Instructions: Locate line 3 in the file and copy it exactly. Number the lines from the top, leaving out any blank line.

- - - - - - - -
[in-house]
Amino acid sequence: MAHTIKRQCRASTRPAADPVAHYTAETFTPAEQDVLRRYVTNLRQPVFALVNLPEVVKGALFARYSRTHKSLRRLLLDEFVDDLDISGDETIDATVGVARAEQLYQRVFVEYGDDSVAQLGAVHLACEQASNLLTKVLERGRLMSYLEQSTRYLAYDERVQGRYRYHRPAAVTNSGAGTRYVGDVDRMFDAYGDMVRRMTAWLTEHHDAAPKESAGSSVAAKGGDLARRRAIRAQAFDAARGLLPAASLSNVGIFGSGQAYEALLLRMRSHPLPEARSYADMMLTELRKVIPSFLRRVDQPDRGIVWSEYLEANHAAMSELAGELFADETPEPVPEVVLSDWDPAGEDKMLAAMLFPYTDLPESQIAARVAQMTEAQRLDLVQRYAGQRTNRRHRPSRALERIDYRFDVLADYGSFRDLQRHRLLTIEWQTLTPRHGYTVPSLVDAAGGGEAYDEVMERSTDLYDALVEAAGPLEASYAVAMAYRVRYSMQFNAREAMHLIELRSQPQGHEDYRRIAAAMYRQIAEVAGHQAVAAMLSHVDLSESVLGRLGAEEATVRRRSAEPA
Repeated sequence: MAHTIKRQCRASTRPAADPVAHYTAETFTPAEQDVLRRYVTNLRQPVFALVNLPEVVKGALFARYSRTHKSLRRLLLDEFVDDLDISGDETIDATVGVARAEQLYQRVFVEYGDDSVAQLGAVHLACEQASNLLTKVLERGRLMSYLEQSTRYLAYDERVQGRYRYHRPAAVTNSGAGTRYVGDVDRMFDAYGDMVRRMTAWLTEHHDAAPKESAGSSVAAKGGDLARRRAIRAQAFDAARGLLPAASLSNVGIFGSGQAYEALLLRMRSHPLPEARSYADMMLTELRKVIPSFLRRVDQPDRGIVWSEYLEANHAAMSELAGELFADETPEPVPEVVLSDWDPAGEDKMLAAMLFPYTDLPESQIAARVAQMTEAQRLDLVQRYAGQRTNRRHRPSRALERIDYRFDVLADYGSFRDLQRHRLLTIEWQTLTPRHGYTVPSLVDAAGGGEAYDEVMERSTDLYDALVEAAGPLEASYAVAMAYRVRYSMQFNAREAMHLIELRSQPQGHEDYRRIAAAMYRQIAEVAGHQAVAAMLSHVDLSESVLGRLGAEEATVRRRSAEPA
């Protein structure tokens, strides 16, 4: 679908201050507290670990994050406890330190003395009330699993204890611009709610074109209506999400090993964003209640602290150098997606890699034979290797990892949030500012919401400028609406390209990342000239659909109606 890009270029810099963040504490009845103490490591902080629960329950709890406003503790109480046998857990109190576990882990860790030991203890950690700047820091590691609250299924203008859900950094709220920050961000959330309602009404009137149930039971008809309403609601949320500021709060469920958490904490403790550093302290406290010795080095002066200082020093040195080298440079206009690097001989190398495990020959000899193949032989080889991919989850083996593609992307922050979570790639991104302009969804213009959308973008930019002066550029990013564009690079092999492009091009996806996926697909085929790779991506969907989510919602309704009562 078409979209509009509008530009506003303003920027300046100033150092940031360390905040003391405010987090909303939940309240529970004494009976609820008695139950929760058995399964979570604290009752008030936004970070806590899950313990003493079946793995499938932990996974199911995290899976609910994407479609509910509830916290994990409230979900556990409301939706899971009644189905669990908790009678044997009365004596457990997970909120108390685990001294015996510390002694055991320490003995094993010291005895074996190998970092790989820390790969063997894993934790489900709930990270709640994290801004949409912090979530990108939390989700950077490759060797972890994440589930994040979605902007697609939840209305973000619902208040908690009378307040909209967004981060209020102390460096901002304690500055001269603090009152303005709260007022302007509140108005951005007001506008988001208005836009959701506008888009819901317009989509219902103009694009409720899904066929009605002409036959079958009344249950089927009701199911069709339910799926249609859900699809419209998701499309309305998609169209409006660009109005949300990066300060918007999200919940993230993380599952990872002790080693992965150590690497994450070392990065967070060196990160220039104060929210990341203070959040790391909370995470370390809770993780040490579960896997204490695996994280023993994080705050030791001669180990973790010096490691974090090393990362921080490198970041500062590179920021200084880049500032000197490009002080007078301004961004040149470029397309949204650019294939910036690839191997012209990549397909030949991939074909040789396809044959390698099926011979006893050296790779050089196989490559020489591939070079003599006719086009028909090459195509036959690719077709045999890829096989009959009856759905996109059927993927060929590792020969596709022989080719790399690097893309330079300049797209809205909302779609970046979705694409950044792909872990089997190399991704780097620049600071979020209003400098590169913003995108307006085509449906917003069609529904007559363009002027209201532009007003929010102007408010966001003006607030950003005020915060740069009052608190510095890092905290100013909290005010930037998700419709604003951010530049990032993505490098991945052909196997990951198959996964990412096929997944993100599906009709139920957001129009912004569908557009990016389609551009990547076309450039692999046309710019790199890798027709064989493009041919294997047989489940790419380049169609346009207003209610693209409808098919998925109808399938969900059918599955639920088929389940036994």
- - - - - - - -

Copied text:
Repeated sequence: MAHTIKRQCRASTRPAADPVAHYTAETFTPAEQDVLRRYVTNLRQPVFALVNLPEVVKGALFARYSRTHKSLRRLLLDEFVDDLDISGDETIDATVGVARAEQLYQRVFVEYGDDSVAQLGAVHLACEQASNLLTKVLERGRLMSYLEQSTRYLAYDERVQGRYRYHRPAAVTNSGAGTRYVGDVDRMFDAYGDMVRRMTAWLTEHHDAAPKESAGSSVAAKGGDLARRRAIRAQAFDAARGLLPAASLSNVGIFGSGQAYEALLLRMRSHPLPEARSYADMMLTELRKVIPSFLRRVDQPDRGIVWSEYLEANHAAMSELAGELFADETPEPVPEVVLSDWDPAGEDKMLAAMLFPYTDLPESQIAARVAQMTEAQRLDLVQRYAGQRTNRRHRPSRALERIDYRFDVLADYGSFRDLQRHRLLTIEWQTLTPRHGYTVPSLVDAAGGGEAYDEVMERSTDLYDALVEAAGPLEASYAVAMAYRVRYSMQFNAREAMHLIELRSQPQGHEDYRRIAAAMYRQIAEVAGHQAVAAMLSHVDLSESVLGRLGAEEATVRRRSAEPA